They told us to wait / They told us (that) we should
wait

I2CI: Verb + -ing or infinitive


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Verb + -ing or infinitive: change in meaning

Some verbs can be followed by ing or to + infinitive and


the meaning of the verb changes:

1.

Remember and forget: we use remember/forget doing


for memories of the past (the action happens before the
remembering). We use remember/forget to do for actions
someone is/was supposed to do (the remembering
happens before the action)
I definitively remember posting the letter
(post
remember)
I must remember to post the letter
(remember
post)
Ill never forget visiting Niagara Falls (visiting
forget)
Sorry, I forgot to turn of the lights (forget
turn off)

I2CI: Verb + -ing or infinitive


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Verb + -ing or infinitive: change in meaning
2.

Regret we use regret doing when we are sorry about


something that happened in the past:
I regret saying no to the job in Paris
We use regret to inform / to tell when we are giving bad
news:
I regret to inform you that we are unable to ship the goods

3.

Try: We use try doing when we do something and see what


happens. We use try to do when we make an efort to do
something, but dont necessarily succeed:
Ill try talking to him and maybe hell change his mind (Ill
do it and see what happens)
Ill try to talk to him but I know hes very busy today (I may
not be successful)

I2CI: Verb + -ing or infinitive


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Verb
Verb + -ing or infinitive: change in meaning
4.

Stop we use stop doing when we end an action. We use stop to


do when we give the reason for stopping:
We cant trust them, so we stopped buying from that supplier
I stopped to buy something for my wife

5.

Mean: We use mean doing when one thing results in or involves


another. We use mean to do to express an intention:
Globalization means being active in every market (=involves)
I meant to phone you, but I forgot (=intended to do it)

6.

Go on: We use go on doing when we continue doing something.


We use go on to do when we move to do something else:
They went on trading even without stock (=continue)
After University, he went on to travel the world

I2CI: Verb + -ing or infinitive


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Verbs of perception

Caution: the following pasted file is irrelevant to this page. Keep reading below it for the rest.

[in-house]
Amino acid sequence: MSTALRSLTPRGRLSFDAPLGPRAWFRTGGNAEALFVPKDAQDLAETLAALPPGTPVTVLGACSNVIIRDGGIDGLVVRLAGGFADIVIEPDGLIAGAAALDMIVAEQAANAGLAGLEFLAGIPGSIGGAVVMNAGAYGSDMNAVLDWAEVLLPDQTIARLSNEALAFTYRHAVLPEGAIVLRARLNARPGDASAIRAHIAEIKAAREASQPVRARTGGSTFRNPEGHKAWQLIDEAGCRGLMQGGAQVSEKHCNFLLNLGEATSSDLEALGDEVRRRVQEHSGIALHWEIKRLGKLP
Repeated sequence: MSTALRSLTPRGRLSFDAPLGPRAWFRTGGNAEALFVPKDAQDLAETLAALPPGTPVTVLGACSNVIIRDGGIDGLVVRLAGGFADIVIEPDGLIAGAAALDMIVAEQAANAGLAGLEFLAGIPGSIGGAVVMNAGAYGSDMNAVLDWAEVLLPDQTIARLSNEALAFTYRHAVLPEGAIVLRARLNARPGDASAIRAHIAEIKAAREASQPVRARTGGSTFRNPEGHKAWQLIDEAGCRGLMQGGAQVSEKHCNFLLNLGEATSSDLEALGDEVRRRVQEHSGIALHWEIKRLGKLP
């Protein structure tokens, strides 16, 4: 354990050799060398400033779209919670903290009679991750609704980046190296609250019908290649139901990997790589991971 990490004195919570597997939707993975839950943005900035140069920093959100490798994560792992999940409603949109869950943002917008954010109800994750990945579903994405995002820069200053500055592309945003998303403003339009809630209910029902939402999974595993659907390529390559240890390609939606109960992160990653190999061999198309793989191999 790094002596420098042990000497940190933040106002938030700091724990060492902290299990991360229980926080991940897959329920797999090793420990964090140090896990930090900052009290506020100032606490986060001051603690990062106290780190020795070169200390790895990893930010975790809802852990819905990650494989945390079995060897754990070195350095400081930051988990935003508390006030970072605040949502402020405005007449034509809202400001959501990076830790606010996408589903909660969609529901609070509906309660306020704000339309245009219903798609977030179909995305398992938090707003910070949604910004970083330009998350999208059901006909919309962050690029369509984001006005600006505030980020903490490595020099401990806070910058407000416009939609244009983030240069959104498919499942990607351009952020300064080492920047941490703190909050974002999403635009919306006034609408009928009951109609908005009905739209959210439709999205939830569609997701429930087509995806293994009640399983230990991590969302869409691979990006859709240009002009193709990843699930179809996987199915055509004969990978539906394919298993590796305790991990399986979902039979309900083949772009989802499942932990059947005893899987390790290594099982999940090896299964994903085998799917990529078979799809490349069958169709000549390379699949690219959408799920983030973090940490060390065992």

Verbs of perception include: feel, hear, listen to, notice,


see, watch. These verbs can be followed by an object +
-ing or an infinitive without to and the meaning of the verb
changes.

If we see or hear only part of the action, or it continues,


we use the ing form. If we see or hear the whole action
from beginning to end, we use the infinitive without to:
I saw her giving her presentation (I saw just a part)
I saw her give her presentation (I saw the whole
presentation)
I heard the machine making a strange noise (I heard
the noise and the noise continued)
I heard the machine make a strange noise (I heard the
noise and it stopped)

I2CI: Verb + -ing or infinitive

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Verb + -ing or infinite: little change in meaning

Some verbs can be followed by ing or to + infinitive and


there is little change in meaning. These include: begin,
continue, intend, start:
What do you intend doing / to do about it?
The number of German jobless continued to fall / falling in
February

We do not usually have two ing forms together:


It was starting to get dark (NOT starting getting

The verbs like, love, prefer, hate can be followed by either


form. To + infinitive suggests something is a good/bad idea.
The ing shows your feelings:
I like to ski in winter time, but I dont like getting cold

I2CI: Verb + -ing or infinitive

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Verb + -ing or infinite: little change in meaning

When we use the modal would with these verbs we must use
to + infinitive:
Id prefer to do it myself, if you dont mind

The verb like followed by to + infinitive can mean that we do


something because we think it is a good idea, even though
we dont enjoy it:
I like to write several drafts before I write the final report

Passive forms: -ing or infinitive

The passive form of verb + -ing is verb + being + past


participle. The pasive form of verb + to + infinitive is
verb + to be + past participle
We risk being taken over by a larger company
I think I deserve to be given a pay rise

I2CI: Verb + -ing or


infinitive

Grammar

exercises
on verb + -ing or
infinitive
Test 8